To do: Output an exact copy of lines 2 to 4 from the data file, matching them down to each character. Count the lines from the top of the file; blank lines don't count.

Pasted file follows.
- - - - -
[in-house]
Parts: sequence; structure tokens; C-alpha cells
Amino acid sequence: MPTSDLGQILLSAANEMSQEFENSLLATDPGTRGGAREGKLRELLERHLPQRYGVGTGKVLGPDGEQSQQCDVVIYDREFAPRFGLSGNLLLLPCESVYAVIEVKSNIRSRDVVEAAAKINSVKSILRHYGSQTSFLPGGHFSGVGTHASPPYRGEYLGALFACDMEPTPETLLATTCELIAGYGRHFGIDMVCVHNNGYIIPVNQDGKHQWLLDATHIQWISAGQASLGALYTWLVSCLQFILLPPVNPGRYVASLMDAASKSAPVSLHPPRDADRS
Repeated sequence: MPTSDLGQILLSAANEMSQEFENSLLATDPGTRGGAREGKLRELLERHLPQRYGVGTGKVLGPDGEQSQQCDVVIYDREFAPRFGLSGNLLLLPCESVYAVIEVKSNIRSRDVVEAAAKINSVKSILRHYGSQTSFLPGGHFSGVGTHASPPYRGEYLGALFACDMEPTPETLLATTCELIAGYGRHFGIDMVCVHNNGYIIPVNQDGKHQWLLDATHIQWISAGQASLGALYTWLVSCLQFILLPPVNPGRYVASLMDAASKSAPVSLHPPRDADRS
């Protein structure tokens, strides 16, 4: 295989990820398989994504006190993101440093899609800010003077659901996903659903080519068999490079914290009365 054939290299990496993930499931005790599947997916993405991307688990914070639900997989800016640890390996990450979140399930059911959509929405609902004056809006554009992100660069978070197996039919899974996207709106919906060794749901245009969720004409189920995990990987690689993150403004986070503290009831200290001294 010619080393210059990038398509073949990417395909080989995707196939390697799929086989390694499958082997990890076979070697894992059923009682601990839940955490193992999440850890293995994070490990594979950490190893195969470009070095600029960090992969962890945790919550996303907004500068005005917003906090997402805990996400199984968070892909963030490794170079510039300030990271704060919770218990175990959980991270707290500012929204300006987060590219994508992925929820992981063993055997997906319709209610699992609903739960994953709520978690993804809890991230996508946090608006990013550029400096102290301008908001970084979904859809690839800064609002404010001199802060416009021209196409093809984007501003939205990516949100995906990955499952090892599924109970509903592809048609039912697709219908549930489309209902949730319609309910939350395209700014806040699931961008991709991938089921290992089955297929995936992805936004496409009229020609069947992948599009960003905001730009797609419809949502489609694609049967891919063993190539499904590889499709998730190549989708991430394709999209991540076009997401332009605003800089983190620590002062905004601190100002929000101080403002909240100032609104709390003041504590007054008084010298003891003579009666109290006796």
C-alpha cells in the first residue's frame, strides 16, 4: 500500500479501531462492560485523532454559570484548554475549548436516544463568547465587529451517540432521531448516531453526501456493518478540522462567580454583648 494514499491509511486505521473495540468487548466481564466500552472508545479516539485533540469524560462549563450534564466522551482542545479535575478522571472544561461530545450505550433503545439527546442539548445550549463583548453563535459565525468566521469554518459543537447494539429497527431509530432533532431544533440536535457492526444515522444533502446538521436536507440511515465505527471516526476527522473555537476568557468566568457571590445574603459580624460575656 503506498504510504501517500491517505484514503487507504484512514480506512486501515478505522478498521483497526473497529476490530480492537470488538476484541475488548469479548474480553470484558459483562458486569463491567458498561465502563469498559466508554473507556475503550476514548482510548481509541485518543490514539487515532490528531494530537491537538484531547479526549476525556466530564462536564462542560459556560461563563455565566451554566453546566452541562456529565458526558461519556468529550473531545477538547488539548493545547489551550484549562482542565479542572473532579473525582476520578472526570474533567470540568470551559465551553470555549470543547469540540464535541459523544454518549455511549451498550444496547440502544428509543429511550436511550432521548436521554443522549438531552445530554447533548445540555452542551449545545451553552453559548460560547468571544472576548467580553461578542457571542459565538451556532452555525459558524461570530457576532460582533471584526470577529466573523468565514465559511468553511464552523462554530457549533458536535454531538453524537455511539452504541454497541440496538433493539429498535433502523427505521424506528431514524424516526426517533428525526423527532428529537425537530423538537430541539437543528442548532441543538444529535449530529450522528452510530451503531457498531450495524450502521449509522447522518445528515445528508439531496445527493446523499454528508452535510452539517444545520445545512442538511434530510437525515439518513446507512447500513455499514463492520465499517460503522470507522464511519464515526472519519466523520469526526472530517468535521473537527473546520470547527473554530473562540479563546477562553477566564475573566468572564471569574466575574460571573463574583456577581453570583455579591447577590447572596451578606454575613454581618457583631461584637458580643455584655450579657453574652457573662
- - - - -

Parts: sequence; structure tokens; C-alpha cells
Amino acid sequence: MPTSDLGQILLSAANEMSQEFENSLLATDPGTRGGAREGKLRELLERHLPQRYGVGTGKVLGPDGEQSQQCDVVIYDREFAPRFGLSGNLLLLPCESVYAVIEVKSNIRSRDVVEAAAKINSVKSILRHYGSQTSFLPGGHFSGVGTHASPPYRGEYLGALFACDMEPTPETLLATTCELIAGYGRHFGIDMVCVHNNGYIIPVNQDGKHQWLLDATHIQWISAGQASLGALYTWLVSCLQFILLPPVNPGRYVASLMDAASKSAPVSLHPPRDADRS
Repeated sequence: MPTSDLGQILLSAANEMSQEFENSLLATDPGTRGGAREGKLRELLERHLPQRYGVGTGKVLGPDGEQSQQCDVVIYDREFAPRFGLSGNLLLLPCESVYAVIEVKSNIRSRDVVEAAAKINSVKSILRHYGSQTSFLPGGHFSGVGTHASPPYRGEYLGALFACDMEPTPETLLATTCELIAGYGRHFGIDMVCVHNNGYIIPVNQDGKHQWLLDATHIQWISAGQASLGALYTWLVSCLQFILLPPVNPGRYVASLMDAASKSAPVSLHPPRDADRS